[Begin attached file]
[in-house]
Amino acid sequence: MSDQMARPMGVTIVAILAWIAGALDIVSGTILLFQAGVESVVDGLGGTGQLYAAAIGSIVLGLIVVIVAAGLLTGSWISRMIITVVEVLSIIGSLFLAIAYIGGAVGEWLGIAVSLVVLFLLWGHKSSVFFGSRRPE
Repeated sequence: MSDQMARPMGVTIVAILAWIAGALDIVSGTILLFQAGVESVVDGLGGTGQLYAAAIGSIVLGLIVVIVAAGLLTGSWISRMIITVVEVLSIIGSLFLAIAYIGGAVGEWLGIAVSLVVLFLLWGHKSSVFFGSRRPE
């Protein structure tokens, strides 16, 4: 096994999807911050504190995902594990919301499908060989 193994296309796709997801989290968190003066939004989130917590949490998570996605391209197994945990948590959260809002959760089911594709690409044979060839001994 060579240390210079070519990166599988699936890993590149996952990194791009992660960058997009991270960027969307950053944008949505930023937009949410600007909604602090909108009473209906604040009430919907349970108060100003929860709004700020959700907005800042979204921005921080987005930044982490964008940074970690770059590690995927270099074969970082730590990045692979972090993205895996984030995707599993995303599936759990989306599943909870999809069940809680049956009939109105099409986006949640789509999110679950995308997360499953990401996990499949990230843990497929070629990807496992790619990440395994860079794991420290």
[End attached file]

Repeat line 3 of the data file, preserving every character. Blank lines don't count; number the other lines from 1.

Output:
Repeated sequence: MSDQMARPMGVTIVAILAWIAGALDIVSGTILLFQAGVESVVDGLGGTGQLYAAAIGSIVLGLIVVIVAAGLLTGSWISRMIITVVEVLSIIGSLFLAIAYIGGAVGEWLGIAVSLVVLFLLWGHKSSVFFGSRRPE